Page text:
McGuire’s Big Top Triumph was neither big nor a triumph. The one-ring circus had spent the past few months traveling Krim’s hinterlands, fighting off bandits, and risking life and limb on poorly-maintained equipment. Not just the lives and limbs of its performers, but the that of the audience members as well.
Each show carried the very real risk that one of the tigers would escape and maul someone, or a rope would snap and a trapeze artist would fall into the benches.
Still, there was something magical about it. It made some people want to give up their careers and go on the road.
Not Wynefrede. But some people. People like Raphe Faryndon.
Raphe and Wynefrede were paired up for the Royal Season’s First Date night. They were sitting in the middle of a section of precarious wooden benches, waiting for the show to start.
The organization had bought up the entire seating of the afternoon’s circus performance so that the ladies and gentlemen could enjoy the spectacles, and the numerous close calls with death, without having to rub shoulders with the unwashed masses. Literally unwashed, since heating up a bathtub of water was a time-consuming process and many Krim residents went days, or even weeks, between bathing.
“When I was a kid, I thought about running away and joining the circus,” said Raphe. “But I could never decide if I wanted to be a lion tamer or a magician.”
“One of my college roommates did that,” said Wynefrede. “The circus came to town during the summer. She had a boring data entry and statistics job that she hated. When the circus said they needed help taking down the tent, she stayed, and wound up going on the road with them.”
“She was a roustabout,” said Wynefrede. “Helped assemble and disassemble the tent and put up the benches. Tutored some of the circus kids.”
Raphe looked around at the tent. “That actually sounds like a lot of fun.” He sighed. “If I didn’t have to go back to work when this was over, I wouldn’t mind staying.”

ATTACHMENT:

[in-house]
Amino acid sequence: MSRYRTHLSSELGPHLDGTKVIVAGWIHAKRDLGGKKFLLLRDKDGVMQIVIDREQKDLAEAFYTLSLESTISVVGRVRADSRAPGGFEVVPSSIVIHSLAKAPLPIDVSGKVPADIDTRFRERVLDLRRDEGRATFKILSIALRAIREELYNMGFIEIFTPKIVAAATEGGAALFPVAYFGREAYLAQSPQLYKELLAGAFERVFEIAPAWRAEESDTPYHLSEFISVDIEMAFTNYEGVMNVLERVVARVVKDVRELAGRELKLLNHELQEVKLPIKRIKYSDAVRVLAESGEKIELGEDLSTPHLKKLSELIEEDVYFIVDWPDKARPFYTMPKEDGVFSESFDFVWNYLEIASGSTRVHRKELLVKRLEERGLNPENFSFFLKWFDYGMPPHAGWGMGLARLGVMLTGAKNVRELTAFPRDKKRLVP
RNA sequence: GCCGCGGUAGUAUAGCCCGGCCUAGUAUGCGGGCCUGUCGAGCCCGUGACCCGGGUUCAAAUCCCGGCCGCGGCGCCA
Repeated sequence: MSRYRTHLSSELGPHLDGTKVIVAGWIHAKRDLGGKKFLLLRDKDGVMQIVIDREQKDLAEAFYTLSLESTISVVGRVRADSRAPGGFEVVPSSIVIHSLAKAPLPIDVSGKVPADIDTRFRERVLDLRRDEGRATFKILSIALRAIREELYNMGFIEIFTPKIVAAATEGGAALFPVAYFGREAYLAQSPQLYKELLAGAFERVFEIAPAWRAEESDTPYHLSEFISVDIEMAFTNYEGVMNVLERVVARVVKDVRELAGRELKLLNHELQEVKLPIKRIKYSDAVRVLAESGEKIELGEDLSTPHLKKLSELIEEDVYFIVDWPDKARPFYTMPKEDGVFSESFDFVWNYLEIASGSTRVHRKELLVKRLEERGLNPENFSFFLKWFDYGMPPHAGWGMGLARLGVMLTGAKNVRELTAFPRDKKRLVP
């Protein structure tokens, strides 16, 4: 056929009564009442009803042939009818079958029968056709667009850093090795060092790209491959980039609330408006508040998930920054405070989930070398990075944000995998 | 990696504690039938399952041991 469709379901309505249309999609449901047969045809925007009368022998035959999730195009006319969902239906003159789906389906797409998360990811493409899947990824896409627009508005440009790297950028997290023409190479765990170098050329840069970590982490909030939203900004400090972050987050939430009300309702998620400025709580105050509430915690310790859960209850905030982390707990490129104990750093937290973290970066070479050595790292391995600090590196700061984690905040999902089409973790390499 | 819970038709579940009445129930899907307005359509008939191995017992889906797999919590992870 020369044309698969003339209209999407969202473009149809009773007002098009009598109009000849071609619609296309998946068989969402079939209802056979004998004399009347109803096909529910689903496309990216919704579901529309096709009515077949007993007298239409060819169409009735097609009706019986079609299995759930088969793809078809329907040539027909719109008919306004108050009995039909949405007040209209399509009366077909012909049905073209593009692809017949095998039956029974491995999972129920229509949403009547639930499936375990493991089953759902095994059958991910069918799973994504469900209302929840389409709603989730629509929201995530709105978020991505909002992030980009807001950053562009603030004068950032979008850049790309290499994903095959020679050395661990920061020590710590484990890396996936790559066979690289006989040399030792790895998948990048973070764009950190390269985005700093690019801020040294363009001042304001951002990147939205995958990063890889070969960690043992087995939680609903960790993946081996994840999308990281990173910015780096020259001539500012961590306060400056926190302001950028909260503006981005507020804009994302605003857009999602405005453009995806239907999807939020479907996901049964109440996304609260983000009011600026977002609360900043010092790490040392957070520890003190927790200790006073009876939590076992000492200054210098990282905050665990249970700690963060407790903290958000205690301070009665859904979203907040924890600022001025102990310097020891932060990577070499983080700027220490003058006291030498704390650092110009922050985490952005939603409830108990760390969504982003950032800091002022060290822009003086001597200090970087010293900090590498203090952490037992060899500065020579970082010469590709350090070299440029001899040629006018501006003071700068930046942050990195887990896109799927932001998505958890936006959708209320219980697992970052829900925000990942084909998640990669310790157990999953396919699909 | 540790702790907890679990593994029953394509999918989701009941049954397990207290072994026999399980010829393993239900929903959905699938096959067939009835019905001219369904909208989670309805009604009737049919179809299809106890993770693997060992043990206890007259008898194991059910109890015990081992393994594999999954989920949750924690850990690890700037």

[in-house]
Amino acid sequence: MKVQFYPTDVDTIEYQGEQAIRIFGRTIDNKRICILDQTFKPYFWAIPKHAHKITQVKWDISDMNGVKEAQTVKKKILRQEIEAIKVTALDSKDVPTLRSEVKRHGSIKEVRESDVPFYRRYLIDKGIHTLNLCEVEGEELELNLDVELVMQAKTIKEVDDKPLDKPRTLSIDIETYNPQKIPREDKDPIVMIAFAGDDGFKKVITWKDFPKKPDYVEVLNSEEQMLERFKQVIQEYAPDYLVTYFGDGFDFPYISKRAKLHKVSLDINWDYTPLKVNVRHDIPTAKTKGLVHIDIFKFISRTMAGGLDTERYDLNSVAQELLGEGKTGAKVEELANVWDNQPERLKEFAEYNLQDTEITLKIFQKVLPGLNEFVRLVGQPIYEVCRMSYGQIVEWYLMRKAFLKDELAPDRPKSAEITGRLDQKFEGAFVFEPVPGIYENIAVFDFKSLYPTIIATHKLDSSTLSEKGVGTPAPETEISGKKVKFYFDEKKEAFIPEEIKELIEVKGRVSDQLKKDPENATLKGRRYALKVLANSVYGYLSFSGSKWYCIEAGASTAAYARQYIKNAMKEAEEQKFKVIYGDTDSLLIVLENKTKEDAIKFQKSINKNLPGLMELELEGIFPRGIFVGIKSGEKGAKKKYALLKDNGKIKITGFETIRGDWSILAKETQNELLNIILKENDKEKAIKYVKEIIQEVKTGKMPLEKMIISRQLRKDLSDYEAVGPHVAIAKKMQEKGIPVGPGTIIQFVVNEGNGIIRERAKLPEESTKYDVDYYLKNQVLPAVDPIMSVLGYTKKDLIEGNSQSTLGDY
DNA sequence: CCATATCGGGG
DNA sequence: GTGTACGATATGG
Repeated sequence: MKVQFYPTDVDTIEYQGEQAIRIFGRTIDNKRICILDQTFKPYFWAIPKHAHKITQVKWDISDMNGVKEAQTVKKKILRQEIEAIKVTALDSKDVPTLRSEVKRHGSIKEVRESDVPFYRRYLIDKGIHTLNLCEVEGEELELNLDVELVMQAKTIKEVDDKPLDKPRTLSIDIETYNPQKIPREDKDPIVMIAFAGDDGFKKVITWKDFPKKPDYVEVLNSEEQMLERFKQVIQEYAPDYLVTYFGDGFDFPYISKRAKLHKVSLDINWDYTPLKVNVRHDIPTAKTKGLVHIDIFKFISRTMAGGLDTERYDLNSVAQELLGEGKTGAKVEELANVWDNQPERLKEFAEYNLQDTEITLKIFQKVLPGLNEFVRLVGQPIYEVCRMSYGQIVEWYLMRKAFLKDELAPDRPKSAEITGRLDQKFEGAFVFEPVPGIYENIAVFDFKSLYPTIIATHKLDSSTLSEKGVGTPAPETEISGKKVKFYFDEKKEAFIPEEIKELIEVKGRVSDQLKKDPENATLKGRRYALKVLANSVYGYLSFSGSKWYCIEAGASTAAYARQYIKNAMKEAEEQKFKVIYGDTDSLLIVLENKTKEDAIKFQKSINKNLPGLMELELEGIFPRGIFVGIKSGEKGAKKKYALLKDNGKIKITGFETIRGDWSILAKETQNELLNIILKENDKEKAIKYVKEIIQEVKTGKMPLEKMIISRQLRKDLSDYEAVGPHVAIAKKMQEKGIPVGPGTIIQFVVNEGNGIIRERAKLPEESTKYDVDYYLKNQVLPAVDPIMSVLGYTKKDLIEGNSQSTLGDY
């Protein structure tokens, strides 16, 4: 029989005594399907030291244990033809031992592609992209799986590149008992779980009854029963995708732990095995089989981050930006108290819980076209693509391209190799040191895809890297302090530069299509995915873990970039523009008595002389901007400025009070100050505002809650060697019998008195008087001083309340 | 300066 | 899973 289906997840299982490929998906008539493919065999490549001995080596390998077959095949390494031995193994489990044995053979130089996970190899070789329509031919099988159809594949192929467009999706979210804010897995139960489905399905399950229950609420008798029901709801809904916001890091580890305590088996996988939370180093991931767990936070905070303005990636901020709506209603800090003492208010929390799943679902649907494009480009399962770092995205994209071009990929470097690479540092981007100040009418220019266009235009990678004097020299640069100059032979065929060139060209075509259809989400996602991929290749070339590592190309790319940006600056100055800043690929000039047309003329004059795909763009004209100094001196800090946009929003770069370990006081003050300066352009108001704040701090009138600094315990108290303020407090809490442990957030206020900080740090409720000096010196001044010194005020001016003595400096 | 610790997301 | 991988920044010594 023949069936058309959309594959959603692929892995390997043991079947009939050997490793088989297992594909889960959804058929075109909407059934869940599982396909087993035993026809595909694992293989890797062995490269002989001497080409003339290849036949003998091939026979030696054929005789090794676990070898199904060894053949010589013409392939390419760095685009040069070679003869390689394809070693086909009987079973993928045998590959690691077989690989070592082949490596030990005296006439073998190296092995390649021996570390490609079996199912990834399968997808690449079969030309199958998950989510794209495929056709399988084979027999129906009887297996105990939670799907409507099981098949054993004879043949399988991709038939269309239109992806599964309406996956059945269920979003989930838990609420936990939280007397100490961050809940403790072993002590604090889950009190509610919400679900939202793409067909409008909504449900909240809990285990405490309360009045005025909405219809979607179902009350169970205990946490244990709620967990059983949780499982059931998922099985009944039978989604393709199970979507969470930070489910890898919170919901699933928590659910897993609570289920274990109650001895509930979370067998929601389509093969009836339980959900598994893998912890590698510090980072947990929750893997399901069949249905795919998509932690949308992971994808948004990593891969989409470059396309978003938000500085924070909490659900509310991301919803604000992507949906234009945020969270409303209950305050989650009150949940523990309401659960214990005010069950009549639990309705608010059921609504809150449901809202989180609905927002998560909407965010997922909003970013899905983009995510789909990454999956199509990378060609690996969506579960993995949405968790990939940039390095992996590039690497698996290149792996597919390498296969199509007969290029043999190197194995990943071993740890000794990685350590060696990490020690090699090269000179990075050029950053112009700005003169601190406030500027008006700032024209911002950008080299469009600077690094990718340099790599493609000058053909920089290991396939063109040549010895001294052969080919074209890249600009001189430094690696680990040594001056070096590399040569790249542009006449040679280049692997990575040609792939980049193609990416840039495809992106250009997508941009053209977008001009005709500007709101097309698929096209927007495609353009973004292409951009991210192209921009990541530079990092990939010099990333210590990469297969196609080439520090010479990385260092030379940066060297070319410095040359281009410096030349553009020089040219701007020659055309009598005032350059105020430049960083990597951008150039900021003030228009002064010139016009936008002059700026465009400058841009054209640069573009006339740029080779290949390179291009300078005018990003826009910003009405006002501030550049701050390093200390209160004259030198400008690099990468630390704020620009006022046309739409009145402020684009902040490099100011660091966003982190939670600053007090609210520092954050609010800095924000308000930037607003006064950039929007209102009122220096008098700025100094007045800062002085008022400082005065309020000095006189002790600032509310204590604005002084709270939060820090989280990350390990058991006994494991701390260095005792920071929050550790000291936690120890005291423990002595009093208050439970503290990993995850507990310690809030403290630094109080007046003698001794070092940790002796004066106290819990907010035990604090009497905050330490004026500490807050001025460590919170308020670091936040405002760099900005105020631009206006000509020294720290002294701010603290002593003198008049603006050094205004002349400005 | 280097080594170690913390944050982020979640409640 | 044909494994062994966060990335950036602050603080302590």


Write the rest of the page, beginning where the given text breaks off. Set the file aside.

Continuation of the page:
“My friend said it wasn’t as much fun as it looked. The other roustabouts were all alcoholics that the circus picked up at homeless shelters and she slept on a dirty cot in a tiny room inside a horse trailer.”
“Homeless shelter? How long ago was this?”
“Ages. Anyway… you said you’re an engineer? What kind?”
“Aerospace. But I like to build just about anything. You?”
“Just your average paper-pusher. I’m the one who gets to say no to people who want to build things.”
“That’s a shame. You should say yes more often. I mean, to building things.”
“I say yes plenty.” Wynefrede smiled. “For example, just before coming here, I approved a new space hab construction project out near Vesta.”
“Really? My company is going to be the main contractor on a new habitat near Vesta.”
“One of the proposals had a very attractive 3D simulation.”
“That was me. I made the simulation.”
The two sat in companionable silence as the circus workers got ready for the performance.
“I wish we had some popcorn,” Wynefrede finally said. “Or peanuts.”
“If they hadn’t picked 1500 as their arbitrary historic time period, we could have had both,” said Raphe. “Why couldn’t they pick 1550, or 1600, or any date after they started bringing peanuts to Europe?”
“And tomatoes,” Wynefrede added.
“And potatoes and coffee, of course,” said Raphe.
Then the lights at the back of the tent were dimmed and the performance began.